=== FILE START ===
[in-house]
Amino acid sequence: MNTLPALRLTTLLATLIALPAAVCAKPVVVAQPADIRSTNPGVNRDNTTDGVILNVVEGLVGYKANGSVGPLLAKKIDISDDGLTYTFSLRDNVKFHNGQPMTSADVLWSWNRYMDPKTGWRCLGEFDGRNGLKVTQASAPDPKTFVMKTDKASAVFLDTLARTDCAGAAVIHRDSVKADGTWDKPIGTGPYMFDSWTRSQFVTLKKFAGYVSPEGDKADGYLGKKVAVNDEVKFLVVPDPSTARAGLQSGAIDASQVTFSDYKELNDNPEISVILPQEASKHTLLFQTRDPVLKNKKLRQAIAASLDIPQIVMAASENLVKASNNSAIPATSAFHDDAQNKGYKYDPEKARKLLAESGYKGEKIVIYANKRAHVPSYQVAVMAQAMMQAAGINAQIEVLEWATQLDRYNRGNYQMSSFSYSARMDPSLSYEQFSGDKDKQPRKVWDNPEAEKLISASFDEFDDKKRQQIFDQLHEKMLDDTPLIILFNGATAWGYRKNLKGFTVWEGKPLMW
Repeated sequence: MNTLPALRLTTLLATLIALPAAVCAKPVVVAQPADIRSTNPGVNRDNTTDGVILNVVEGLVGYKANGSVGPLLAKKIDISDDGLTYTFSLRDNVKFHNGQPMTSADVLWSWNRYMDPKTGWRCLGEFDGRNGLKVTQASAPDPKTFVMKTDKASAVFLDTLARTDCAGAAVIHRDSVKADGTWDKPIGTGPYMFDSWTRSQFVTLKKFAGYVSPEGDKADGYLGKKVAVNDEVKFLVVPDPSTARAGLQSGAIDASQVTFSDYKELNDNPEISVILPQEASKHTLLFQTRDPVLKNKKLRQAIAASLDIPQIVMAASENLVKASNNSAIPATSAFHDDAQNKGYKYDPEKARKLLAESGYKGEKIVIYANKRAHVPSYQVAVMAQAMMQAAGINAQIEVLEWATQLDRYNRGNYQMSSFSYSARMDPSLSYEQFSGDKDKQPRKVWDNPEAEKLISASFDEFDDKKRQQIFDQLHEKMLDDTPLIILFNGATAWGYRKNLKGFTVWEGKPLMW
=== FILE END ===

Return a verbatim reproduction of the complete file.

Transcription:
[in-house]
Amino acid sequence: MNTLPALRLTTLLATLIALPAAVCAKPVVVAQPADIRSTNPGVNRDNTTDGVILNVVEGLVGYKANGSVGPLLAKKIDISDDGLTYTFSLRDNVKFHNGQPMTSADVLWSWNRYMDPKTGWRCLGEFDGRNGLKVTQASAPDPKTFVMKTDKASAVFLDTLARTDCAGAAVIHRDSVKADGTWDKPIGTGPYMFDSWTRSQFVTLKKFAGYVSPEGDKADGYLGKKVAVNDEVKFLVVPDPSTARAGLQSGAIDASQVTFSDYKELNDNPEISVILPQEASKHTLLFQTRDPVLKNKKLRQAIAASLDIPQIVMAASENLVKASNNSAIPATSAFHDDAQNKGYKYDPEKARKLLAESGYKGEKIVIYANKRAHVPSYQVAVMAQAMMQAAGINAQIEVLEWATQLDRYNRGNYQMSSFSYSARMDPSLSYEQFSGDKDKQPRKVWDNPEAEKLISASFDEFDDKKRQQIFDQLHEKMLDDTPLIILFNGATAWGYRKNLKGFTVWEGKPLMW
Repeated sequence: MNTLPALRLTTLLATLIALPAAVCAKPVVVAQPADIRSTNPGVNRDNTTDGVILNVVEGLVGYKANGSVGPLLAKKIDISDDGLTYTFSLRDNVKFHNGQPMTSADVLWSWNRYMDPKTGWRCLGEFDGRNGLKVTQASAPDPKTFVMKTDKASAVFLDTLARTDCAGAAVIHRDSVKADGTWDKPIGTGPYMFDSWTRSQFVTLKKFAGYVSPEGDKADGYLGKKVAVNDEVKFLVVPDPSTARAGLQSGAIDASQVTFSDYKELNDNPEISVILPQEASKHTLLFQTRDPVLKNKKLRQAIAASLDIPQIVMAASENLVKASNNSAIPATSAFHDDAQNKGYKYDPEKARKLLAESGYKGEKIVIYANKRAHVPSYQVAVMAQAMMQAAGINAQIEVLEWATQLDRYNRGNYQMSSFSYSARMDPSLSYEQFSGDKDKQPRKVWDNPEAEKLISASFDEFDDKKRQQIFDQLHEKMLDDTPLIILFNGATAWGYRKNLKGFTVWEGKPLMW